Businesses must act now as transition deadline looms

Every month Nancy Spungen, a chocolate-coloured and fabulously pampered moggy, who lives near Gothenburg in Sweden, waits excitedly for a parcel from London.

It contains all of her favourite cat treats, specially packed and posted. Delays will be frowned on – she’s not named after the punk girlfriend of Sid Vicious for nothing…

Luckily, Farah Radford, founder of Cattitude Box, a company that delivers gift boxes to cats, is already on the ball and is busy preparing for the UK leaving the single market and customs union on December 31, 2020.

“If I don’t get my paperwork right, the boxes could be returned, which will cost me money and disappoint the cats,” says Farah who launched Cattitude Box two years ago.

Farah posts an average of 50 boxes to Europe each month. Most of her European customers, like très chic Ragdoll cats Reef Blue and Renoir in Chantilly, France, are on monthly subscription packages.

Farah says: “Even though preparing for the new rules was on my to-do list all year, it kept getting pushed to the bottom of the pile. So, a few weeks ago, spurred on by the Facebook business forums I’m in, I completed the questionnaire on the Government’s gov.uk/transition website. There were links to instructions relevant to my situation.”

The paperwork isn’t too demanding. “I’m getting there – yes, it’s admin and it’s boring but it’s not difficult.

“You have to fill in what the contents of the boxes are, their value and the country of origin of each of item,” she says. “Then I need a custom code for every individual item. I spoke to Royal Mail about it and I was directed to the government website where I can find that custom code by searching for each individual item from a drop-down menu.”

But Farah knows the effort will be worth it when she sees pictures of Nancy, Reef Blue and Renoir enjoying their treats: “If I’m having a rough day, spotting a cat on Instagram wearing one of my bow ties always cheers me up.”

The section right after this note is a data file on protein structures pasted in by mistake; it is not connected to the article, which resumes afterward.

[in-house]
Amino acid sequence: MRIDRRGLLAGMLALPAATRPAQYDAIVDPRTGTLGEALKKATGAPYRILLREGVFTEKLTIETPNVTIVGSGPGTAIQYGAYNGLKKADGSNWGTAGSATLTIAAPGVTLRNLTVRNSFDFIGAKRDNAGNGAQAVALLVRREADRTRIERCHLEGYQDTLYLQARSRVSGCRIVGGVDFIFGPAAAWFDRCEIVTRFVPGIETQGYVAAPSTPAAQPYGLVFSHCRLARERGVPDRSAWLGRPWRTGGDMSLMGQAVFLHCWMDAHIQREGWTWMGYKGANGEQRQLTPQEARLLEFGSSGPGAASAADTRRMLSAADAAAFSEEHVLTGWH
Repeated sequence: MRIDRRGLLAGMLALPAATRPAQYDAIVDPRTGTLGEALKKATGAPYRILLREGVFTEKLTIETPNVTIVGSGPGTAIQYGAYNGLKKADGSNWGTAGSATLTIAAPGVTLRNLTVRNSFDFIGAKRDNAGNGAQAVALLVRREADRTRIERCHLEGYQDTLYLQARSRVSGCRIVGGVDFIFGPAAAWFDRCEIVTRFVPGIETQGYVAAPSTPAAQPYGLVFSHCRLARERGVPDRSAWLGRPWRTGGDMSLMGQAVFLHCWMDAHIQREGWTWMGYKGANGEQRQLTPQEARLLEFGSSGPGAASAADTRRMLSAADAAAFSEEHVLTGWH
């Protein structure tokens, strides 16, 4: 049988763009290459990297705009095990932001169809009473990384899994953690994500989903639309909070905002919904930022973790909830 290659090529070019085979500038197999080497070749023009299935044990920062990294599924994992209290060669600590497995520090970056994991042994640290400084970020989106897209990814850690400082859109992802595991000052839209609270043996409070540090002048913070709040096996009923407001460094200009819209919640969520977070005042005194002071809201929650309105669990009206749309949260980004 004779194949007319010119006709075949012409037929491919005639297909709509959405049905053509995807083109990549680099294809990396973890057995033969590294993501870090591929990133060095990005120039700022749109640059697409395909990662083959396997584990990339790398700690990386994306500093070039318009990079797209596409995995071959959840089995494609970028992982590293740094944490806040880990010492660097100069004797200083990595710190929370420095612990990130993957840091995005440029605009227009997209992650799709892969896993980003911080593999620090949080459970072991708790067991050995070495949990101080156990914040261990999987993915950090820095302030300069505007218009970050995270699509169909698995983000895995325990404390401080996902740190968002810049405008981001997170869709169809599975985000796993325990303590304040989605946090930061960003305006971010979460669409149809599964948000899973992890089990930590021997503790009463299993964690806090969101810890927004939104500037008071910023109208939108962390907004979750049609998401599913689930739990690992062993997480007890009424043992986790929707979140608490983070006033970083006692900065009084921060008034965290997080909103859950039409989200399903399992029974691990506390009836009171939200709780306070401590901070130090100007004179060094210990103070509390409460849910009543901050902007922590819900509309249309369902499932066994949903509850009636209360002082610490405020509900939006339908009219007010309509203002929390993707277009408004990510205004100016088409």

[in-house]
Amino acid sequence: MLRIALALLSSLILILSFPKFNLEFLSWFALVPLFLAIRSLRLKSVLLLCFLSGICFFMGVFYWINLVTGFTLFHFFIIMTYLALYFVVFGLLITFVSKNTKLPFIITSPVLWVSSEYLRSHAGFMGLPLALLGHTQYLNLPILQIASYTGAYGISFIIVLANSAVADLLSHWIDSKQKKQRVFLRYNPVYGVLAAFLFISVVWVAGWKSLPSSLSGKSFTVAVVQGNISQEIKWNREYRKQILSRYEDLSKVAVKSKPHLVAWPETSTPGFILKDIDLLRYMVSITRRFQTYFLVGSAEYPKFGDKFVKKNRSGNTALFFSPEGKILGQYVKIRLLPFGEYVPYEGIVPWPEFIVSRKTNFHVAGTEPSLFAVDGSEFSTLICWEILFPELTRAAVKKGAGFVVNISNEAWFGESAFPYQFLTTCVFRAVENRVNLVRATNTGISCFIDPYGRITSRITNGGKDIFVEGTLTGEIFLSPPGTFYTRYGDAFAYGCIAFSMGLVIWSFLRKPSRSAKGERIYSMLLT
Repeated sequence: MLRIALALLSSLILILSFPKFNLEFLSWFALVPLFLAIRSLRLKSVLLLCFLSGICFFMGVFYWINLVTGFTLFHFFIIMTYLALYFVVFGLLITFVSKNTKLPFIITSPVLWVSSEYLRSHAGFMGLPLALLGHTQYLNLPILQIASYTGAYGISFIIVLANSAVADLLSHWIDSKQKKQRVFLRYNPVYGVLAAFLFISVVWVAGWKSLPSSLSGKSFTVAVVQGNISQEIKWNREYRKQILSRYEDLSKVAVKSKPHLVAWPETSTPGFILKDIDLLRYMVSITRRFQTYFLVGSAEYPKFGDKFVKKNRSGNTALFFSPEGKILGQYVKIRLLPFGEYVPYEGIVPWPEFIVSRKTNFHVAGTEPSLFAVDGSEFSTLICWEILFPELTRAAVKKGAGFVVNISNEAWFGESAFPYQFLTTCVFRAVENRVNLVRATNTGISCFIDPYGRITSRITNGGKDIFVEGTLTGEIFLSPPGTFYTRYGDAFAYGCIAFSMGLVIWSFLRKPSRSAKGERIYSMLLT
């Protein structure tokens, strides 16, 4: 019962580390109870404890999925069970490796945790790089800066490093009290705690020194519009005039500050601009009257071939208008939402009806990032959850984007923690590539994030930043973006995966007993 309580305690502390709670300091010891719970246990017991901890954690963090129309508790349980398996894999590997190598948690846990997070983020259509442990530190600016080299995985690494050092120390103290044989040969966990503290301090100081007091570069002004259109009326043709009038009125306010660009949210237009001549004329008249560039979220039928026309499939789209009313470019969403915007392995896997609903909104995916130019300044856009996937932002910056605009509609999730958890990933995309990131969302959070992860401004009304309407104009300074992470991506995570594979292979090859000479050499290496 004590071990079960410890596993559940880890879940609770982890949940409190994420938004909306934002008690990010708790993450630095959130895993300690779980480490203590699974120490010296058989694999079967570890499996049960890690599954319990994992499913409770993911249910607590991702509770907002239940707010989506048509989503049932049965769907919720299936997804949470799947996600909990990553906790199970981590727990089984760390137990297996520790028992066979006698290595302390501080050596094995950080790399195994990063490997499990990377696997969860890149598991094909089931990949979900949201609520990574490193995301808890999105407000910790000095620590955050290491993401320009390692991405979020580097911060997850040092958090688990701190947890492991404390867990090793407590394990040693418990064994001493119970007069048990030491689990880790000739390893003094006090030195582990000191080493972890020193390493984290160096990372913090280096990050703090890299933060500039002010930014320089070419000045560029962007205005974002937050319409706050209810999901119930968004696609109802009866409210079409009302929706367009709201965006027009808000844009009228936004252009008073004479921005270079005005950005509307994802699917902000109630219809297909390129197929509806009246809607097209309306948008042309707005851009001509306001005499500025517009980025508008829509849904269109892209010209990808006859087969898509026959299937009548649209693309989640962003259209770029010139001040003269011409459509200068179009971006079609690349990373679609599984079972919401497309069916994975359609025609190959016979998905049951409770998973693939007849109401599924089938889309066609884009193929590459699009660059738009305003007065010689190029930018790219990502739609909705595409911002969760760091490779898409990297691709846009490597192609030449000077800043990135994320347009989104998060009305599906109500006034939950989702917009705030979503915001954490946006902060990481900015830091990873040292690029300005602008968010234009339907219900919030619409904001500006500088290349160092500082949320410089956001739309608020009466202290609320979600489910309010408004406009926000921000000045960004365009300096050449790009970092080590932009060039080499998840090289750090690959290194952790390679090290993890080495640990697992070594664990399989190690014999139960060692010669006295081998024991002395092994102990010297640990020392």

Your checklist for change

If you are affected by the changes, it’s time to get prepared.

  • First, visit gov.uk/transition and use the checker tool – a tick box questionnaire – to find out which of the new rules apply to your business.
  • Do you have an EORI number that starts with GB? You’ll need one to move goods between Great Britain and the EU – apply at gov.uk/eori.
  • If you’re exporting to Europe, visit gov.uk to check duties and customs procedures. The businesses importing your goods will also need to prepare.
  • If you’re importing from Europe, check the new UK Global Tariff schedule to learn what tariffs are payable and whether you need to pay import VAT.
  • Let your employees who are EU, EEA and Swiss citizens know that they need to apply to the EU Settlement Scheme. The deadline for applications is June 30, 2021.

Like Farah, Helen MacDonald, MD of Merryhatton Garden Centre Ltd in North Berwick, East Lothian is preparing for the end of the UK transition period. Helen imports the majority of Merryhatton’s houseplants from a wholesaler in Holland and receives a delivery every fortnight.

Helen, who founded Merryhatton 25 years ago and employs 20 staff, says she’s lucky as the Horticultural Trades Association (HTA), the trade body she’s the Scottish representative of, has been forward-thinking in its approach to the changes.

“The HTA has been pushing members to prepare,” she says. “They have been flagging it on their website and in magazines, and offering tailored webinars,” she says. “The HTA policy department has been communicating with government officials to work out systems that are practical for UK horticulture.”

Helen has appointed a customs agent to handle all the declarations about imports coming into the UK, but she’s worried that not all businesses are as prepared as hers.

So what’s her advice to the business owners who are still dawdling?  ‘‘It’s irrelevant whether you agree or disagree with it – we all need to act now.”

Source: Read Full Article